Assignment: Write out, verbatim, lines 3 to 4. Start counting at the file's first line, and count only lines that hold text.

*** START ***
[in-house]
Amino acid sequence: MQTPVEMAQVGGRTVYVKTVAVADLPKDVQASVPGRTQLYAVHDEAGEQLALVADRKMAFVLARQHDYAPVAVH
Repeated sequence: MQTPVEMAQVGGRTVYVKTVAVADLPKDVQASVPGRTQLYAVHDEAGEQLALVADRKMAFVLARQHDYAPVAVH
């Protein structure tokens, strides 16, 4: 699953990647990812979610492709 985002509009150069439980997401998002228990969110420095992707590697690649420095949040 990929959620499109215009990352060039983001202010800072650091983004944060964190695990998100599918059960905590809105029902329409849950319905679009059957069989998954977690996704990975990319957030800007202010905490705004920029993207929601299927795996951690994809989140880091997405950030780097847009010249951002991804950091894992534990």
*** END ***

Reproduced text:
Repeated sequence: MQTPVEMAQVGGRTVYVKTVAVADLPKDVQASVPGRTQLYAVHDEAGEQLALVADRKMAFVLARQHDYAPVAVH
């Protein structure tokens, strides 16, 4: 699953990647990812979610492709 985002509009150069439980997401998002228990969110420095992707590697690649420095949040 990929959620499109215009990352060039983001202010800072650091983004944060964190695990998100599918059960905590809105029902329409849950319905679009059957069989998954977690996704990975990319957030800007202010905490705004920029993207929601299927795996951690994809989140880091997405950030780097847009010249951002991804950091894992534990």